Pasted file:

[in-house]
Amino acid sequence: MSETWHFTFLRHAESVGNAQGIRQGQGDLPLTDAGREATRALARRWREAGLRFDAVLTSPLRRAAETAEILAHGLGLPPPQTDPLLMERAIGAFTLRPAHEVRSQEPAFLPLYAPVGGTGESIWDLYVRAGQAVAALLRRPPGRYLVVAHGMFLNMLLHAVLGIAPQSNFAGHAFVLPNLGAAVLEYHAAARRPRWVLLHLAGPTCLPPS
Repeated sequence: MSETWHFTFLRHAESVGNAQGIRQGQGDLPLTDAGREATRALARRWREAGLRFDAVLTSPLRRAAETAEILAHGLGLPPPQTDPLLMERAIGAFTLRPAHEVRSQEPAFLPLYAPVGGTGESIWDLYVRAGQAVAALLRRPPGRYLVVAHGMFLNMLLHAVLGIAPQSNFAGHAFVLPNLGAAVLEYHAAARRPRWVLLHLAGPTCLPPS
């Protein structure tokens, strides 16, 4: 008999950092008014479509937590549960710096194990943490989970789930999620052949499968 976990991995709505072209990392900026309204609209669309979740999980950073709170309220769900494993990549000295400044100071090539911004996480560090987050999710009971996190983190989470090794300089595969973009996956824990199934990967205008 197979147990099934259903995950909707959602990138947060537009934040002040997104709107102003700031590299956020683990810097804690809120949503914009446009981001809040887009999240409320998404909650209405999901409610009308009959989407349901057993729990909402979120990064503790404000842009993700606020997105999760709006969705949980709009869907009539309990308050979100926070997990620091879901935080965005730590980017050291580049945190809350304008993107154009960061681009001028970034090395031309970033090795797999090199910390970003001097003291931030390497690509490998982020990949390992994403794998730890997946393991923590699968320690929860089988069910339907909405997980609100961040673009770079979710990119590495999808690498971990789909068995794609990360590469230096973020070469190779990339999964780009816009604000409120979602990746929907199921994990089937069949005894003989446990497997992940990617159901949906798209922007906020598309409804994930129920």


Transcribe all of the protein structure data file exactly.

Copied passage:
[in-house]
Amino acid sequence: MSETWHFTFLRHAESVGNAQGIRQGQGDLPLTDAGREATRALARRWREAGLRFDAVLTSPLRRAAETAEILAHGLGLPPPQTDPLLMERAIGAFTLRPAHEVRSQEPAFLPLYAPVGGTGESIWDLYVRAGQAVAALLRRPPGRYLVVAHGMFLNMLLHAVLGIAPQSNFAGHAFVLPNLGAAVLEYHAAARRPRWVLLHLAGPTCLPPS
Repeated sequence: MSETWHFTFLRHAESVGNAQGIRQGQGDLPLTDAGREATRALARRWREAGLRFDAVLTSPLRRAAETAEILAHGLGLPPPQTDPLLMERAIGAFTLRPAHEVRSQEPAFLPLYAPVGGTGESIWDLYVRAGQAVAALLRRPPGRYLVVAHGMFLNMLLHAVLGIAPQSNFAGHAFVLPNLGAAVLEYHAAARRPRWVLLHLAGPTCLPPS
């Protein structure tokens, strides 16, 4: 008999950092008014479509937590549960710096194990943490989970789930999620052949499968 976990991995709505072209990392900026309204609209669309979740999980950073709170309220769900494993990549000295400044100071090539911004996480560090987050999710009971996190983190989470090794300089595969973009996956824990199934990967205008 197979147990099934259903995950909707959602990138947060537009934040002040997104709107102003700031590299956020683990810097804690809120949503914009446009981001809040887009999240409320998404909650209405999901409610009308009959989407349901057993729990909402979120990064503790404000842009993700606020997105999760709006969705949980709009869907009539309990308050979100926070997990620091879901935080965005730590980017050291580049945190809350304008993107154009960061681009001028970034090395031309970033090795797999090199910390970003001097003291931030390497690509490998982020990949390992994403794998730890997946393991923590699968320690929860089988069910339907909405997980609100961040673009770079979710990119590495999808690498971990789909068995794609990360590469230096973020070469190779990339999964780009816009604000409120979602990746929907199921994990089937069949005894003989446990497997992940990617159901949906798209922007906020598309409804994930129920």